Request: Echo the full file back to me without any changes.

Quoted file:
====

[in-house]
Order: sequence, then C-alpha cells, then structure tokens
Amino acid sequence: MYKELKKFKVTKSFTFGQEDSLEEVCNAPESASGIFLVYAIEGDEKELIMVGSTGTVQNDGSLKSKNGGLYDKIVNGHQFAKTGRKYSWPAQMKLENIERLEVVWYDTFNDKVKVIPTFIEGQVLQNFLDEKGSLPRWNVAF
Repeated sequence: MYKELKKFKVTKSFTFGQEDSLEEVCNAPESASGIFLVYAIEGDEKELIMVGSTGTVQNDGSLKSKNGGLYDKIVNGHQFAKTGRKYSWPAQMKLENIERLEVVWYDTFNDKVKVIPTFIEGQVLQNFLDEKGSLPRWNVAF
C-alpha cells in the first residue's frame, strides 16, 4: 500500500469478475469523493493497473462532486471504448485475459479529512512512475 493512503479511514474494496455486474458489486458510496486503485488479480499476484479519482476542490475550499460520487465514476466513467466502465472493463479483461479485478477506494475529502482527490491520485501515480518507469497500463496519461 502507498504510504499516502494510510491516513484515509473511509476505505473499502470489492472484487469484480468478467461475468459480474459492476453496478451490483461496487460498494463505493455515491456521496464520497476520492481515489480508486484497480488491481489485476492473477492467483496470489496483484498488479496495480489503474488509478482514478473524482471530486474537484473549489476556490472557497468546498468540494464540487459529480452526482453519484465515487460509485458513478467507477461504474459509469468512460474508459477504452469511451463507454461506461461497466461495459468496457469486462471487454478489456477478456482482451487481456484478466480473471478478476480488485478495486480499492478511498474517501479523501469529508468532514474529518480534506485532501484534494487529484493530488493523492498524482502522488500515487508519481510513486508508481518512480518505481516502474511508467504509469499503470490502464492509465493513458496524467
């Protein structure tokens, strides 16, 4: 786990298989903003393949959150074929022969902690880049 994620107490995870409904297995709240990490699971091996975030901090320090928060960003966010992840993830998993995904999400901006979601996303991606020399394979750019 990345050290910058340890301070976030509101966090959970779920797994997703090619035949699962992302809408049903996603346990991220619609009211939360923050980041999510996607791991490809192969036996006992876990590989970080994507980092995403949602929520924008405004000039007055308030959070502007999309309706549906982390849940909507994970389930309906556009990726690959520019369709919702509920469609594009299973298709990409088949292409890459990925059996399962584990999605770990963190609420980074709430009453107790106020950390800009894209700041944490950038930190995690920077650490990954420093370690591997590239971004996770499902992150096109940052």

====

[in-house]
Order: sequence, then C-alpha cells, then structure tokens
Amino acid sequence: MYKELKKFKVTKSFTFGQEDSLEEVCNAPESASGIFLVYAIEGDEKELIMVGSTGTVQNDGSLKSKNGGLYDKIVNGHQFAKTGRKYSWPAQMKLENIERLEVVWYDTFNDKVKVIPTFIEGQVLQNFLDEKGSLPRWNVAF
Repeated sequence: MYKELKKFKVTKSFTFGQEDSLEEVCNAPESASGIFLVYAIEGDEKELIMVGSTGTVQNDGSLKSKNGGLYDKIVNGHQFAKTGRKYSWPAQMKLENIERLEVVWYDTFNDKVKVIPTFIEGQVLQNFLDEKGSLPRWNVAF
C-alpha cells in the first residue's frame, strides 16, 4: 500500500469478475469523493493497473462532486471504448485475459479529512512512475 493512503479511514474494496455486474458489486458510496486503485488479480499476484479519482476542490475550499460520487465514476466513467466502465472493463479483461479485478477506494475529502482527490491520485501515480518507469497500463496519461 502507498504510504499516502494510510491516513484515509473511509476505505473499502470489492472484487469484480468478467461475468459480474459492476453496478451490483461496487460498494463505493455515491456521496464520497476520492481515489480508486484497480488491481489485476492473477492467483496470489496483484498488479496495480489503474488509478482514478473524482471530486474537484473549489476556490472557497468546498468540494464540487459529480452526482453519484465515487460509485458513478467507477461504474459509469468512460474508459477504452469511451463507454461506461461497466461495459468496457469486462471487454478489456477478456482482451487481456484478466480473471478478476480488485478495486480499492478511498474517501479523501469529508468532514474529518480534506485532501484534494487529484493530488493523492498524482502522488500515487508519481510513486508508481518512480518505481516502474511508467504509469499503470490502464492509465493513458496524467
């Protein structure tokens, strides 16, 4: 786990298989903003393949959150074929022969902690880049 994620107490995870409904297995709240990490699971091996975030901090320090928060960003966010992840993830998993995904999400901006979601996303991606020399394979750019 990345050290910058340890301070976030509101966090959970779920797994997703090619035949699962992302809408049903996603346990991220619609009211939360923050980041999510996607791991490809192969036996006992876990590989970080994507980092995403949602929520924008405004000039007055308030959070502007999309309706549906982390849940909507994970389930309906556009990726690959520019369709919702509920469609594009299973298709990409088949292409890459990925059996399962584990999605770990963190609420980074709430009453107790106020950390800009894209700041944490950038930190995690920077650490990954420093370690591997590239971004996770499902992150096109940052």